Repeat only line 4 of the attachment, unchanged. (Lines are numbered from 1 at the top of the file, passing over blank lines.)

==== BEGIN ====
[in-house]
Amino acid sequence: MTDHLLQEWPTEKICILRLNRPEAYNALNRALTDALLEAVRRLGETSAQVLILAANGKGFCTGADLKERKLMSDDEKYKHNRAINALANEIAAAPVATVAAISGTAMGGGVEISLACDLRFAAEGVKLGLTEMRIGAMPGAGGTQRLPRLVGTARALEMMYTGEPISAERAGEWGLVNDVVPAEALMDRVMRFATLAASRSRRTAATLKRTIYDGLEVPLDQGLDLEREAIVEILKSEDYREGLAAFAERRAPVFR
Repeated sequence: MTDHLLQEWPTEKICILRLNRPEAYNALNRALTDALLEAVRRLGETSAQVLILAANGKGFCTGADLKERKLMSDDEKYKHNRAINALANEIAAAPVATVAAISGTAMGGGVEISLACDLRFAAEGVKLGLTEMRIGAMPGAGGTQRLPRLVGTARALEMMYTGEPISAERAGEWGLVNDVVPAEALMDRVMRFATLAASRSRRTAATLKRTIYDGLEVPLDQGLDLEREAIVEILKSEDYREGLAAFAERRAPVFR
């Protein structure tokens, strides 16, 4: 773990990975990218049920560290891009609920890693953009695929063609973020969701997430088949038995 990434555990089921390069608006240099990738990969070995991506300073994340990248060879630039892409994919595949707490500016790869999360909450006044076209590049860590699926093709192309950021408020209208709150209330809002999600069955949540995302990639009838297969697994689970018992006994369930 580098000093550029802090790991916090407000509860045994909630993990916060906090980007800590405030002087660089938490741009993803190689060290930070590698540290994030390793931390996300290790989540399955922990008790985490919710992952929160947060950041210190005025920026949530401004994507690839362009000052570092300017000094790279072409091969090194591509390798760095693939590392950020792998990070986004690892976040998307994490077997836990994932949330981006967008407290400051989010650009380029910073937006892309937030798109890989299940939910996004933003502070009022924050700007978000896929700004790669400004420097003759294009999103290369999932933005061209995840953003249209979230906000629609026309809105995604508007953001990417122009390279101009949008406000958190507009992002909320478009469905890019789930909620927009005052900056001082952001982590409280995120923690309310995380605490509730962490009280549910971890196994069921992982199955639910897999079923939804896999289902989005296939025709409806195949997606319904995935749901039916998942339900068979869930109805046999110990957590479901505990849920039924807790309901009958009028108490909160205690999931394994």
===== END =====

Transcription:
């Protein structure tokens, strides 16, 4: 773990990975990218049920560290891009609920890693953009695929063609973020969701997430088949038995 990434555990089921390069608006240099990738990969070995991506300073994340990248060879630039892409994919595949707490500016790869999360909450006044076209590049860590699926093709192309950021408020209208709150209330809002999600069955949540995302990639009838297969697994689970018992006994369930 580098000093550029802090790991916090407000509860045994909630993990916060906090980007800590405030002087660089938490741009993803190689060290930070590698540290994030390793931390996300290790989540399955922990008790985490919710992952929160947060950041210190005025920026949530401004994507690839362009000052570092300017000094790279072409091969090194591509390798760095693939590392950020792998990070986004690892976040998307994490077997836990994932949330981006967008407290400051989010650009380029910073937006892309937030798109890989299940939910996004933003502070009022924050700007978000896929700004790669400004420097003759294009999103290369999932933005061209995840953003249209979230906000629609026309809105995604508007953001990417122009390279101009949008406000958190507009992002909320478009469905890019789930909620927009005052900056001082952001982590409280995120923690309310995380605490509730962490009280549910971890196994069921992982199955639910897999079923939804896999289902989005296939025709409806195949997606319904995935749901039916998942339900068979869930109805046999110990957590479901505990849920039924807790309901009958009028108490909160205690999931394994």